“Fahrenheit 9/11” turned up the heat on the Bush administration this week as Americans packed movie houses, hungry for information to help them understand the terrible path down which this president has led our country.

“It’s sold out in Republican strongholds all over the country,” said Michael Moore, the producer-director of the film.

Moore reported that in Fayetteville, N.C., home of Fort Bragg, the theater sold out on opening weekend.

In Milwaukee, Wis., at the Oriental Landmark, lines snaked around the block A voter registration table was set up in the lobby. Moviegoer Bob Shuter said that the film “should be shown in every high school in America.”

“Fahrenheit 9/11” was limited to less than 1,000 movie houses in its first weekend of release after a campaign by right-wing forces to prevent its distribution and to intimidate theater owners. The campaign appeared to have backfired as most theaters sold out all showings the entire weekend.

“Clearly something has happened here that no one expected,” said Moore.

The movie is a documentary that the American people themselves are a part of. It follows the dark history of the Bush administration, hatched from the rotten egg of a stolen election. It shines a light on the dark corners of the Bush family’s brazen disenfranchisement of tens of thousands of African American voters in Florida, the Bushes’ early – and oily – alliance with the ruling Saudi families, including the Bin Ladens, and the unspeakable toll on America’s working-class families.

“I’m wondering why we didn’t see these things on the news when they happened,” a viewer in Chicago asked.

“There was a lot of information I had never heard before,” Jose Monche told the World after watching the 10:30 p.m. showing on opening night at the giant Bronx AMC complex behind the Bay Plaza mall. Monche watched the movie with his wife Debra and 15-year-old son Julio.

Julio said he loved how Moore put all the facts together. “There was no reason to go to war.”

Debra Monche said she hasn’t voted since moving to the state several years ago. Her husband, smiling, said, “Now I’m going to drag her” to register to vote. “He won’t have to drag me,” she said.

The author can be reached at rwood@pww.org. Corina Marshall and Gary Grass contributed to this story.
(See related story below)

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Fahrenheit hot enough to cook president’s goose

CHICAGO – Some 55,000 people squeezed into our living room Monday night for a chat with Fahrenheit 9/11 producer Michael Moore. Twenty-five sat on the sofa and folding chairs. The other 54,975, including Moore, joined us on the speakerphone from 4,600 other house parties. Moveon.org did the inviting, directing to my address people in nearby ZIP codes who wanted to talk about the movie.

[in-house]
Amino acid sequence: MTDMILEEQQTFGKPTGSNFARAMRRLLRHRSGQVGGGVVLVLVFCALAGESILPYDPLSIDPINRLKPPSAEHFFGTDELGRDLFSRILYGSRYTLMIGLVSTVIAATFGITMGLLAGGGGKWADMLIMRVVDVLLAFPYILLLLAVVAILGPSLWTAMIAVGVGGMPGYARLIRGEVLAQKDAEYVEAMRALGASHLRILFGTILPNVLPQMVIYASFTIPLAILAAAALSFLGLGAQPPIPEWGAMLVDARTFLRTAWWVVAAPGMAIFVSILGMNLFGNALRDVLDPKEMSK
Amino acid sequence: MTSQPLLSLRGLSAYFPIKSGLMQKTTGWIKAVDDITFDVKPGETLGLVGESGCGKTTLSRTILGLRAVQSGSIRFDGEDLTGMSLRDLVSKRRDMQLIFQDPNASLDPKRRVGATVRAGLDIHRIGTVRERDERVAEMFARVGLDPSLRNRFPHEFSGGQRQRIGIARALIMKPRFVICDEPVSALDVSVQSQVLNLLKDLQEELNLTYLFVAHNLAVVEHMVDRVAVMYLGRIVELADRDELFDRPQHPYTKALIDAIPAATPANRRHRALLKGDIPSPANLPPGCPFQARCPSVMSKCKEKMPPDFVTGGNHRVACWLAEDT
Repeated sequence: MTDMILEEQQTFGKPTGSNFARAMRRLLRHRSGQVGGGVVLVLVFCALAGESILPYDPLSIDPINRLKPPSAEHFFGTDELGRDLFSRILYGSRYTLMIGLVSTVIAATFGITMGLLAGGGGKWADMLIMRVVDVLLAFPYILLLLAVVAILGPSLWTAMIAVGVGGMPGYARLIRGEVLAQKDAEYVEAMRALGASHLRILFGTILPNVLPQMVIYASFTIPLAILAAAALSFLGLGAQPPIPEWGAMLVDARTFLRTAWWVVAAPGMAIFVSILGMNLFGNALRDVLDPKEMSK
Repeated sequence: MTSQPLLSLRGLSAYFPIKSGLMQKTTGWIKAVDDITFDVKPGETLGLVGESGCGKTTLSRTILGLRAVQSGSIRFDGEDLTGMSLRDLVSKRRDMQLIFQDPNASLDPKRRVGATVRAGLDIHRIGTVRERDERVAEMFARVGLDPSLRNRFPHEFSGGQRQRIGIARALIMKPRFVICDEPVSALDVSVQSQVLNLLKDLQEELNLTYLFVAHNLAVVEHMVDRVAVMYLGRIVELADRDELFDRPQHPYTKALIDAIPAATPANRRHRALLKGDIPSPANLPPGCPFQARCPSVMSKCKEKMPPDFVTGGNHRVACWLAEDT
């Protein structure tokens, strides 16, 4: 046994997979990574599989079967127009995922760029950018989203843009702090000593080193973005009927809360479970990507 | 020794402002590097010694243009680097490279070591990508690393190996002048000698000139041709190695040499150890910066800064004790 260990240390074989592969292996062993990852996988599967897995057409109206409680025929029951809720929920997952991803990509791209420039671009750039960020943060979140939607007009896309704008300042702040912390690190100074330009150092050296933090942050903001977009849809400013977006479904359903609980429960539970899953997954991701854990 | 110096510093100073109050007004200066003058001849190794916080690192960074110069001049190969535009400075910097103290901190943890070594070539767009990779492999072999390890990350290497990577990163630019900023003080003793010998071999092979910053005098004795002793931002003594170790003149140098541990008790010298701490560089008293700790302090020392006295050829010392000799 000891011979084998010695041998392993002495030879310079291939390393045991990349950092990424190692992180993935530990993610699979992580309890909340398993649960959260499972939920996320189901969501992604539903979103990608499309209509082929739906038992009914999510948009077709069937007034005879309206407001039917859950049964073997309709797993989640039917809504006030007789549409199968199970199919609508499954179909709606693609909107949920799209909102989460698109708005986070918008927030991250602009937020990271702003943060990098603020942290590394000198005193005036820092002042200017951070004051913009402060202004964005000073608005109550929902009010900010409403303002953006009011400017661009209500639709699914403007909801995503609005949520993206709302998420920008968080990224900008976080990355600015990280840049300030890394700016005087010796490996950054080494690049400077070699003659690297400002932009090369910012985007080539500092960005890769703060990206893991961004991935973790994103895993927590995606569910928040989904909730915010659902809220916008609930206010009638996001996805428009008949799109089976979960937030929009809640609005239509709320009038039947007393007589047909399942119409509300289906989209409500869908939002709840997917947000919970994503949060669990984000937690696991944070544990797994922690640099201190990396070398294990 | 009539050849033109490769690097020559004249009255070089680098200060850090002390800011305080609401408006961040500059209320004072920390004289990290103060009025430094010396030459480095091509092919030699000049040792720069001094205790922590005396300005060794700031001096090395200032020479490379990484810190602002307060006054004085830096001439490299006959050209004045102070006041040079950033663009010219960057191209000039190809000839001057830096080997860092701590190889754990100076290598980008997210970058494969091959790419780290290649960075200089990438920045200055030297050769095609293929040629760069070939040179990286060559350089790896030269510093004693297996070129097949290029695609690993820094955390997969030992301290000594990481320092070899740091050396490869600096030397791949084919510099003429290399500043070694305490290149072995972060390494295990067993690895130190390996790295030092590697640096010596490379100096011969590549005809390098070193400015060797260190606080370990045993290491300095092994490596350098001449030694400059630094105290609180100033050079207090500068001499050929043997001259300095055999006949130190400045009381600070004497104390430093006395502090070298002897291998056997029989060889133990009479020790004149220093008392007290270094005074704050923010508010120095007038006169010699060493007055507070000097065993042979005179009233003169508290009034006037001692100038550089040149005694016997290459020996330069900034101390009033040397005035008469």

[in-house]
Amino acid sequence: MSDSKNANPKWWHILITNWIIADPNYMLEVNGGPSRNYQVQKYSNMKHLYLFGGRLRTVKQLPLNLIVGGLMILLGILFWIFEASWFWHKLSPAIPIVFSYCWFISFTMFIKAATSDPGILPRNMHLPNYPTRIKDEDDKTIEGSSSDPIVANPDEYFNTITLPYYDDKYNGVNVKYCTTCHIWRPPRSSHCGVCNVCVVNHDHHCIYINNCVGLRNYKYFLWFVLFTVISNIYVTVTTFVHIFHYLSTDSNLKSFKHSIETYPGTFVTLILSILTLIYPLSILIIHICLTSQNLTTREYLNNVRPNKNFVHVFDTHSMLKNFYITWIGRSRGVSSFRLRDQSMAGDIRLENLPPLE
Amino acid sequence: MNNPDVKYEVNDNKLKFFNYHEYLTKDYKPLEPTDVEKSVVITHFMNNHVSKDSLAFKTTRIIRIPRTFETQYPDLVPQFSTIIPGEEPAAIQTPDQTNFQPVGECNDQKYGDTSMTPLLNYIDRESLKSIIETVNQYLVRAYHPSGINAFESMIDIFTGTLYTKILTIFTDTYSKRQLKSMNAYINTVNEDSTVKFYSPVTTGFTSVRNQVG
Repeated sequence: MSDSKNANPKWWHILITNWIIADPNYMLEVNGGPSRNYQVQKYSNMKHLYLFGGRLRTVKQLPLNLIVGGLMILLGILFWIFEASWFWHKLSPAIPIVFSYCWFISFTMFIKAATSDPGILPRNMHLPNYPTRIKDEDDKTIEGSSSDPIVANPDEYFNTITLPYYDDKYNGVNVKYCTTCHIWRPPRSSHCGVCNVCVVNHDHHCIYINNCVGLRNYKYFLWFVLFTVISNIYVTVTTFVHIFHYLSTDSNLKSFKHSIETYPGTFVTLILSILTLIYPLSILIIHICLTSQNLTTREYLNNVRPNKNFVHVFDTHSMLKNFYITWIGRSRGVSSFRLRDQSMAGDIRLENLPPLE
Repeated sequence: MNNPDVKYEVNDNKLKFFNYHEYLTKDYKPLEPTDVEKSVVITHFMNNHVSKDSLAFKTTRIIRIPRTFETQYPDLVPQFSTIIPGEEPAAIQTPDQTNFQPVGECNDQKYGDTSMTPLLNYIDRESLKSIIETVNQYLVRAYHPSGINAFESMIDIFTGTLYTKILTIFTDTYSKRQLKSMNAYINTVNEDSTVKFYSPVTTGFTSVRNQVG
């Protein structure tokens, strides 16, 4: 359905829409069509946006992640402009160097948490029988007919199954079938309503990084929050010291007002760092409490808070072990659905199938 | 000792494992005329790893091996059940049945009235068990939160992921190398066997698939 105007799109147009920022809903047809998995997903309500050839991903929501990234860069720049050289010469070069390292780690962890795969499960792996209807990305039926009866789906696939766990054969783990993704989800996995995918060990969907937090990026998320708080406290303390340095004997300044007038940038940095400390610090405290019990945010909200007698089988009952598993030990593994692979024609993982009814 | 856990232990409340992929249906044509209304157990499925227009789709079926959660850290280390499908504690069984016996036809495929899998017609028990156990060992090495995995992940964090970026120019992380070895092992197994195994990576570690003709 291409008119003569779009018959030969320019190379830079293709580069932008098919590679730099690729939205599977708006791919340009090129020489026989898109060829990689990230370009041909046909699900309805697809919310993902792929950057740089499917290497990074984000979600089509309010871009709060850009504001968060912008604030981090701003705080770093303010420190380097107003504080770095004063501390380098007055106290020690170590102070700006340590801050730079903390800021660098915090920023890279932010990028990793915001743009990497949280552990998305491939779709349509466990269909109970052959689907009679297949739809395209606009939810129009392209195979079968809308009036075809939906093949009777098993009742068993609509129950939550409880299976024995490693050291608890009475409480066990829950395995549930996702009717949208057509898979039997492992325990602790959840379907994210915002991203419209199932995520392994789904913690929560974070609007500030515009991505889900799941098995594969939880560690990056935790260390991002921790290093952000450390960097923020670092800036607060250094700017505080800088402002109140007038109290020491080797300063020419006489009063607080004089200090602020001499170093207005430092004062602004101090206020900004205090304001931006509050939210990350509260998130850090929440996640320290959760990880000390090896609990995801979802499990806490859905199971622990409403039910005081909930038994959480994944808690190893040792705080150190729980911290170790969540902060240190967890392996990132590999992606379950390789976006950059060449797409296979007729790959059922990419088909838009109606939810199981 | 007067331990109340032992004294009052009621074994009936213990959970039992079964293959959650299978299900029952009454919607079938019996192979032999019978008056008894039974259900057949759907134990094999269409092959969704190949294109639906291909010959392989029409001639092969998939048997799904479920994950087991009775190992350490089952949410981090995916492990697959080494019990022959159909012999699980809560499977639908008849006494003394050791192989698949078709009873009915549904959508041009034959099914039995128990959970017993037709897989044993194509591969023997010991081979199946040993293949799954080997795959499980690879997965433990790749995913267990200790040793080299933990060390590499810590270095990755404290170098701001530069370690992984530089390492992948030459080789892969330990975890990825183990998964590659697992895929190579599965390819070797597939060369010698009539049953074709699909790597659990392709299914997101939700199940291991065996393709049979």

Adopt five people who don’t normally vote, Moore told us by speakerphone, to make sure they get to the polls. Make arrangements now to take off Election Day. Every resident of the U.S. lives within driving distance of one of the “battleground states,” he said, so set aside an autumn weekend to pack up the family and be in one of them, manning phone banks and precinct walking.

MoveOn organizers asked for hosts for phone bank parties July 11. Participants will bring cell phones and make calls to unregistered residents of battleground states. Through feedback from computer hookups at the parties, organizers were able to report instantly that nearly 3,000 people had volunteered to host phone bank parties, and over 25,000 had pledged to show up with their phones on the 11th.

After the conference call the voices of our neighbors, previously strangers, filled the living room to talk about the movie:

“No one wanted to leave the theater. We needed to talk,” one said.

“I want to know why none of this was in the press,” another asked.
Other comments went like this: “My favorite part was when they asked the congressman to sign up his kids for the military. That man looked at Michael like he was crazy.”

“My boyfriend went over there in March. A couple of weeks ago they bombed his PX. Three were killed and 20 more were injured. Two more have died. I can’t believe that’s why he’s there! I e-mailed him when I got home from the movie.”

If this no-hassle, just-in-time organizing is the wave of the future, count me in. Attendees invited themselves, brought refreshments, and helped clean up. All we did was dust off the welcome mat and put on the coffee. Try it. Go to MoveOn.org to sign up for the July 11 phone banks.

– Roberta Wood

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